Scientific Publication

Associations between livestock keeping, morbidity, and nutritional status of children and women in low and middle-income countries: A systematic review

Abstract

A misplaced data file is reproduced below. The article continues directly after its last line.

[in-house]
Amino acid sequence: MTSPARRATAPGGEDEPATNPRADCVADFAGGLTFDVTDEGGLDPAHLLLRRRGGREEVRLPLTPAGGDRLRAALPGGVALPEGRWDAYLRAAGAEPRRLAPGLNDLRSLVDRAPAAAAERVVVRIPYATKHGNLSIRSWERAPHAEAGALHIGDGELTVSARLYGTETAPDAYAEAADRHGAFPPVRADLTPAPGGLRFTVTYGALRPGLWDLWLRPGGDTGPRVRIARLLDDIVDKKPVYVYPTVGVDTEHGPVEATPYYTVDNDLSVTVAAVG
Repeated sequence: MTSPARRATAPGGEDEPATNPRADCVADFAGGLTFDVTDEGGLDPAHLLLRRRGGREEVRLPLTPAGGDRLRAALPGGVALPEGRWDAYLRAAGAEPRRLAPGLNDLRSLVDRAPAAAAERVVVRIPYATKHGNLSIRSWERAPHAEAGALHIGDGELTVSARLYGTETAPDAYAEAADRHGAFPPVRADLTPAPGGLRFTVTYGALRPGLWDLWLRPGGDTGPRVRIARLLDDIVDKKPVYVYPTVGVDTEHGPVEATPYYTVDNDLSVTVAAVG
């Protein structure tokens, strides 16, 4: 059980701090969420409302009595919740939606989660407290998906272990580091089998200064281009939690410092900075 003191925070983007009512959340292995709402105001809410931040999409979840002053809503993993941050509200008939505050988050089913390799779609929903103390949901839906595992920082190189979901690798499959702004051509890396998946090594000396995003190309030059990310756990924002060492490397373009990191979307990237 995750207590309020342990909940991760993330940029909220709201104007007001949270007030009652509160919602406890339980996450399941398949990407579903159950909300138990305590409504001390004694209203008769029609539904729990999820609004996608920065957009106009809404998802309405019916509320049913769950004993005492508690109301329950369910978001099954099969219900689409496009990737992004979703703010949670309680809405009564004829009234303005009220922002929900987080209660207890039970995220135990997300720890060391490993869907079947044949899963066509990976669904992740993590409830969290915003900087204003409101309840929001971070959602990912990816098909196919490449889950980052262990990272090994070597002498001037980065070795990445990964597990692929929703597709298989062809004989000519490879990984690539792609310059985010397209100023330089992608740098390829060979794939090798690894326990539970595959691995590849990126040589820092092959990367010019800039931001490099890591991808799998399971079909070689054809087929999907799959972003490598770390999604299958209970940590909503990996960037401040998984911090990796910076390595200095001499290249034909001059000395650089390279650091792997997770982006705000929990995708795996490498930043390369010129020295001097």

Abstract Livestock keeping can positively influence the nutritional status of populations and households through increased consumption of animal-source foods (ASF) and other indirect pathways, but can also adversely affect health by increasing the risk of diseases. We conducted a systematic review synthesising the current state of knowledge on the associations among livestock keeping, infectious disease and the nutritional status of children under 5 years and women of reproductive age in low- and lower–middle-income countries (LMICs). A comprehensive search of 12 electronic databases and grey literature sources published from 1991 to the end of December 2020 was conducted. Investigations exploring relationships between livestock keeping and risk of infectious disease transmission and nutritional status were selected using pre-defined inclusion criteria. After screening and filtering of 34,402 unique references, 176 references were included in the final synthesis. Most (160/176, 90.1%) of the references included in the final synthesis were from sub-Saharan Africa (SSA) and Asia. About two out of every five (42%) studies reviewed showed that livestock production is associated with improved height-for-age Z scores (HAZ) and weight-for-length/height Z scores (WHZ), while close to a third (30.7%) with improved weight-for-age Z scores (WAZ). Similarly, livestock production showed a positive or neutral relationship with women’s nutritional status in almost all the references that reported on the topic. Conversely, four-fifths (66/81, 79.5%) of the references reporting on infection and morbidity outcomes indicated that livestock keeping is linked to a wide range of infectious disease outcomes, which are spread primarily through water, food and insects. In conclusion, in many LMIC settings, livestock production is associated with better nutritional outcomes but also a higher risk of disease transmission or morbidity among women and children. This review was prospectively registered on PROSPERO 2020 (CRD42020193622)